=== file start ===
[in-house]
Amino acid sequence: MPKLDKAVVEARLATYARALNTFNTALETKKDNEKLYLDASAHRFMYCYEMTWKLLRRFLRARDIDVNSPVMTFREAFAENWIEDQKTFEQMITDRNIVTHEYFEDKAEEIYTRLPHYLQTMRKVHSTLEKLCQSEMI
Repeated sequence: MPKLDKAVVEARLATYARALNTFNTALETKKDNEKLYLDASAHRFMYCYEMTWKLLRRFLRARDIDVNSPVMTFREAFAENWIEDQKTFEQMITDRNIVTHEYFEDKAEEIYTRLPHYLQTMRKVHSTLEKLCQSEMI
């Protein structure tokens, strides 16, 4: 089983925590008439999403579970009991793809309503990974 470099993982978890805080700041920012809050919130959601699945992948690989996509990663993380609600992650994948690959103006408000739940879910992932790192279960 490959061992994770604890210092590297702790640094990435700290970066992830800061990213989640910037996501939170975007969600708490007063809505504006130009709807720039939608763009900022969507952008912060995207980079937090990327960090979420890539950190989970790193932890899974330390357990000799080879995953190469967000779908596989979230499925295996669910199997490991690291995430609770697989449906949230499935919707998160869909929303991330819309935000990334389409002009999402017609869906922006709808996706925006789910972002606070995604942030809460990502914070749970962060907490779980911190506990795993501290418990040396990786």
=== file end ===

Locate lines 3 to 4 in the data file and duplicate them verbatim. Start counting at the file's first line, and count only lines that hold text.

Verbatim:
Repeated sequence: MPKLDKAVVEARLATYARALNTFNTALETKKDNEKLYLDASAHRFMYCYEMTWKLLRRFLRARDIDVNSPVMTFREAFAENWIEDQKTFEQMITDRNIVTHEYFEDKAEEIYTRLPHYLQTMRKVHSTLEKLCQSEMI
């Protein structure tokens, strides 16, 4: 089983925590008439999403579970009991793809309503990974 470099993982978890805080700041920012809050919130959601699945992948690989996509990663993380609600992650994948690959103006408000739940879910992932790192279960 490959061992994770604890210092590297702790640094990435700290970066992830800061990213989640910037996501939170975007969600708490007063809505504006130009709807720039939608763009900022969507952008912060995207980079937090990327960090979420890539950190989970790193932890899974330390357990000799080879995953190469967000779908596989979230499925295996669910199997490991690291995430609770697989449906949230499935919707998160869909929303991330819309935000990334389409002009999402017609869906922006709808996706925006789910972002606070995604942030809460990502914070749970962060907490779980911190506990795993501290418990040396990786």